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Governments urged to address worsening flood risk in Marsh report

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A new Marsh & McLennan report has urged governments globally to tackle the growing threat of flood risk, which is set to become more severe and frequent in coming years, in part as a result of accelerating climate change.

Growing concentrations of people and economic assets in low-lying areas that are often most at-risk to inundation are also contributing to the increased flood risk, the report says.

Calling on governments to take a strategic approach to flood resilience, it says they need to have a strategy that incorporates mutually reinforcing elements such as investment in flood protection and resilience, enhanced access to flood risk data, and smarter land-use planning.

“Strategies must also be long term in their outlook, as climate change and increasing exposure mean risks in many countries will increase for the foreseeable future,” the report says.

“In particular, plans must anticipate and manage the threat of potential tipping points, such as the emergence of uninsurable regions or financial market corrections.”

In countries with large unprotected populations, narrowing the flood protection gap will be critical, the report says.

Governments can undertake a range of approaches, from targeting vulnerable groups with community-based flood insurance schemes, to national level public-private partnerships and public flood insurance programs.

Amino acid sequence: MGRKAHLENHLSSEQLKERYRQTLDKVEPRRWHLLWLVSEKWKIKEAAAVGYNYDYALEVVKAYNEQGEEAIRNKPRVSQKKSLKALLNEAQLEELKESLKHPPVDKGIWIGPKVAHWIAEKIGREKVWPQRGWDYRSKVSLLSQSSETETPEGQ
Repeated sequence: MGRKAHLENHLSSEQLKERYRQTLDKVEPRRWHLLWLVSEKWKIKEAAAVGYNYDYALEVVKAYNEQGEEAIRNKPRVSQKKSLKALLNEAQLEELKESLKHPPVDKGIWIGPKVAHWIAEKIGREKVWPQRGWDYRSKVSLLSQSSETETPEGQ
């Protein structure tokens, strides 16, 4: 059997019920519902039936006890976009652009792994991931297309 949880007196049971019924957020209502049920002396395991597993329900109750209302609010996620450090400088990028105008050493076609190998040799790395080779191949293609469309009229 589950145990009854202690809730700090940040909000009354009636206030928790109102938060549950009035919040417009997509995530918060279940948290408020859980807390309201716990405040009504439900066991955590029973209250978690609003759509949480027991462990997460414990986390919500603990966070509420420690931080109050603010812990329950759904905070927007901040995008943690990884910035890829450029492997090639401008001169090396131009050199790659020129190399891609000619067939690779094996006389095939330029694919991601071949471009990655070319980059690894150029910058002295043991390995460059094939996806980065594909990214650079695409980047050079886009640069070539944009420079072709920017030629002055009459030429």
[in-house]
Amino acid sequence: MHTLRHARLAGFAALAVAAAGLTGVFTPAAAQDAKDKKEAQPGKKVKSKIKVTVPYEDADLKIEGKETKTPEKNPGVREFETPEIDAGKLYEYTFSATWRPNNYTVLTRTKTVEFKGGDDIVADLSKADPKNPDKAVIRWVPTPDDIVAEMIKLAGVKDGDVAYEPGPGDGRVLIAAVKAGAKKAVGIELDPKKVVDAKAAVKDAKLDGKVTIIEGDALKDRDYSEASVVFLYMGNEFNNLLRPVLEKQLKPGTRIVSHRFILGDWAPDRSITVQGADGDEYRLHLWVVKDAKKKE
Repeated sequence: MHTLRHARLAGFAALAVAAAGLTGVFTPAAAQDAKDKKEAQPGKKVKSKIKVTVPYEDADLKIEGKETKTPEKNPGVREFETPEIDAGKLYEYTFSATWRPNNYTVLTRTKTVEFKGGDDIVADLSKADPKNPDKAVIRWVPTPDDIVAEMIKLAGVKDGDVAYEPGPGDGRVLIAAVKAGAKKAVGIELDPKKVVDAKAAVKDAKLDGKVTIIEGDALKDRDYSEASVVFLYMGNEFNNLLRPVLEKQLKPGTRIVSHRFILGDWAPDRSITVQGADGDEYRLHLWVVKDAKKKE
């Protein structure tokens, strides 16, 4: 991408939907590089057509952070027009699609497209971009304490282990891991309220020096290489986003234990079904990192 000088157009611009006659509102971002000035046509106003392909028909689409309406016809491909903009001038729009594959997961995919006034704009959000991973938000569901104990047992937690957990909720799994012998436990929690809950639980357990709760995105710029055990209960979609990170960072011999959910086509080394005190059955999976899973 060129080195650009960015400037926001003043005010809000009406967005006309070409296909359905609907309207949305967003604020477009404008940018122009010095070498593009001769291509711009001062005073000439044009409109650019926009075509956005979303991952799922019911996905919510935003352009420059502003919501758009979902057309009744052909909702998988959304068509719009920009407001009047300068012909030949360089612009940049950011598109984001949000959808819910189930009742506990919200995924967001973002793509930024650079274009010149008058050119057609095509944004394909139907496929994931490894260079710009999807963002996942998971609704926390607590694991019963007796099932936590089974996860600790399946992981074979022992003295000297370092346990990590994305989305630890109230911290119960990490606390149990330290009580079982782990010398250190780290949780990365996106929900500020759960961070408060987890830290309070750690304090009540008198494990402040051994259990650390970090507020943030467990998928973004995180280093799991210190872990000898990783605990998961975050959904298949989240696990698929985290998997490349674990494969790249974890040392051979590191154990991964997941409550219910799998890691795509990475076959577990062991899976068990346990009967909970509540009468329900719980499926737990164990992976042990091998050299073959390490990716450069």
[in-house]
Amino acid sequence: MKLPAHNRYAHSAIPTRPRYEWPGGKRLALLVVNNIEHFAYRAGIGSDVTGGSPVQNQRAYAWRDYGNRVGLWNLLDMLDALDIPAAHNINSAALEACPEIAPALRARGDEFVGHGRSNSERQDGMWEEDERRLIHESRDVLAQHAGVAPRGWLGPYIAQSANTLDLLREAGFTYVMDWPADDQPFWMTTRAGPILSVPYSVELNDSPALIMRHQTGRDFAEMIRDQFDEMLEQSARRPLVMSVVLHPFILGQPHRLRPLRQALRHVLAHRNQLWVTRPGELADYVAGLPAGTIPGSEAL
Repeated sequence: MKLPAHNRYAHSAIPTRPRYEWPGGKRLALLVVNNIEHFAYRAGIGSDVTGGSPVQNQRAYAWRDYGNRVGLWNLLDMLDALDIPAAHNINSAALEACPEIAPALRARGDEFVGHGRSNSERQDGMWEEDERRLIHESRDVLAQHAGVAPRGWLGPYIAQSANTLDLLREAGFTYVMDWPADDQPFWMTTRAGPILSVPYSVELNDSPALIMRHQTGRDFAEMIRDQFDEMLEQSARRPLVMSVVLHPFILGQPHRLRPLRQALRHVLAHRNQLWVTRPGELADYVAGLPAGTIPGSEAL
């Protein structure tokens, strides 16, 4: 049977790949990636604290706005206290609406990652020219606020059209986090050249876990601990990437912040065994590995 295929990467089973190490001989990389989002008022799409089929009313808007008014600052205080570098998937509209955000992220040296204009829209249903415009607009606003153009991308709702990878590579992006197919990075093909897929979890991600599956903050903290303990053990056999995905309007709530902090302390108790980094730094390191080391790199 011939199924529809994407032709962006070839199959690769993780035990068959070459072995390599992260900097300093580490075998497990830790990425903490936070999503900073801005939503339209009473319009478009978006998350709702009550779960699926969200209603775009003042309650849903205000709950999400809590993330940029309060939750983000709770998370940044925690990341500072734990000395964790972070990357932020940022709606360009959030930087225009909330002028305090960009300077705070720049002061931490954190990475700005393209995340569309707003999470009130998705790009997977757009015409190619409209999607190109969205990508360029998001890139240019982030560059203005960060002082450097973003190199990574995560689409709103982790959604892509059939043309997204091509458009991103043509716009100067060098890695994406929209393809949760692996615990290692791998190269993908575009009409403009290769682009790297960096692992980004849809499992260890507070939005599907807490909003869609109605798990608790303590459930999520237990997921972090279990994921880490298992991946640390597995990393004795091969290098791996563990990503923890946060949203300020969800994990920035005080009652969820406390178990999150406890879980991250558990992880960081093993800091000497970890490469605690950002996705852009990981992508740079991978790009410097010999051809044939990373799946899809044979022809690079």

It says care should be taken to ensure such schemes are administered efficiently, are fiscally sustainable, and do not create perverse incentives or crowd out private insurance.

“Across the world, climate change threatens a vicious cycle of more frequent flooding and deepening inequality,” the report says.

“Increasing insurance coverage among vulnerable communities can break this sequence, enabling people to recover faster so that the last flood does not leave them more vulnerable to the next.

“More broadly, economies with high rates of insurance penetration tend to be more resilient and enjoy more predicable growth rates.”

The report says flood disasters have led to economic damage in excess of $US1 trillion ($1.3 trillion) since 1980, with only 12% of the losses insured.

It also calls on governments to build resilience to flood risk, the report says, adding that governments are not “exempt from responsibility”.

“Planning regulations that fail to discourage construction on floodplains, low levels of investment in flood resilience, policies that undermine private insurance markets, and out of date or inaccessible flood risk data are only a few of the common public-sector failings that increase exposure and vulnerability to floods.”

Click here for the report.